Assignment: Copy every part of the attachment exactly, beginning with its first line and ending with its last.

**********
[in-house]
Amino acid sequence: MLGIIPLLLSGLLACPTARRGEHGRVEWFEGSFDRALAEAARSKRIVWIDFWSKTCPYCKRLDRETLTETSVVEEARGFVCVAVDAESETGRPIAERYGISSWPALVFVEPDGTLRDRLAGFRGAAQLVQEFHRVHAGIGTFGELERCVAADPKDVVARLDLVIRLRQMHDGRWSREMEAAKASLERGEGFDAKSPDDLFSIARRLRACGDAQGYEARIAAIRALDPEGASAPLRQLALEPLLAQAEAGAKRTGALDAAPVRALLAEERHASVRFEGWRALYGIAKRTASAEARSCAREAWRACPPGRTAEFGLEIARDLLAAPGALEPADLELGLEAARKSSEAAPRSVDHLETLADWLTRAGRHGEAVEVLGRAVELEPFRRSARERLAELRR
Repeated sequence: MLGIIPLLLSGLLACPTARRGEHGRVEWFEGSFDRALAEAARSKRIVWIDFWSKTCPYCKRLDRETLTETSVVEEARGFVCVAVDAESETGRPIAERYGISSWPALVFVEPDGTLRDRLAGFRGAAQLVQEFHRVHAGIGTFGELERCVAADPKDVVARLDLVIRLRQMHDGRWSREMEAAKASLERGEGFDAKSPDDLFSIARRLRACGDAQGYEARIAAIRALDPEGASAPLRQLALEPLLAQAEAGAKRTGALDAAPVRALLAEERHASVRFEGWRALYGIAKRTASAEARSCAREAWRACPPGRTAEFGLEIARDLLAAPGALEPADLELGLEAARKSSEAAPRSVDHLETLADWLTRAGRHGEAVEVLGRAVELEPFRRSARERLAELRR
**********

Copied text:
[in-house]
Amino acid sequence: MLGIIPLLLSGLLACPTARRGEHGRVEWFEGSFDRALAEAARSKRIVWIDFWSKTCPYCKRLDRETLTETSVVEEARGFVCVAVDAESETGRPIAERYGISSWPALVFVEPDGTLRDRLAGFRGAAQLVQEFHRVHAGIGTFGELERCVAADPKDVVARLDLVIRLRQMHDGRWSREMEAAKASLERGEGFDAKSPDDLFSIARRLRACGDAQGYEARIAAIRALDPEGASAPLRQLALEPLLAQAEAGAKRTGALDAAPVRALLAEERHASVRFEGWRALYGIAKRTASAEARSCAREAWRACPPGRTAEFGLEIARDLLAAPGALEPADLELGLEAARKSSEAAPRSVDHLETLADWLTRAGRHGEAVEVLGRAVELEPFRRSARERLAELRR
Repeated sequence: MLGIIPLLLSGLLACPTARRGEHGRVEWFEGSFDRALAEAARSKRIVWIDFWSKTCPYCKRLDRETLTETSVVEEARGFVCVAVDAESETGRPIAERYGISSWPALVFVEPDGTLRDRLAGFRGAAQLVQEFHRVHAGIGTFGELERCVAADPKDVVARLDLVIRLRQMHDGRWSREMEAAKASLERGEGFDAKSPDDLFSIARRLRACGDAQGYEARIAAIRALDPEGASAPLRQLALEPLLAQAEAGAKRTGALDAAPVRALLAEERHASVRFEGWRALYGIAKRTASAEARSCAREAWRACPPGRTAEFGLEIARDLLAAPGALEPADLELGLEAARKSSEAAPRSVDHLETLADWLTRAGRHGEAVEVLGRAVELEPFRRSARERLAELRR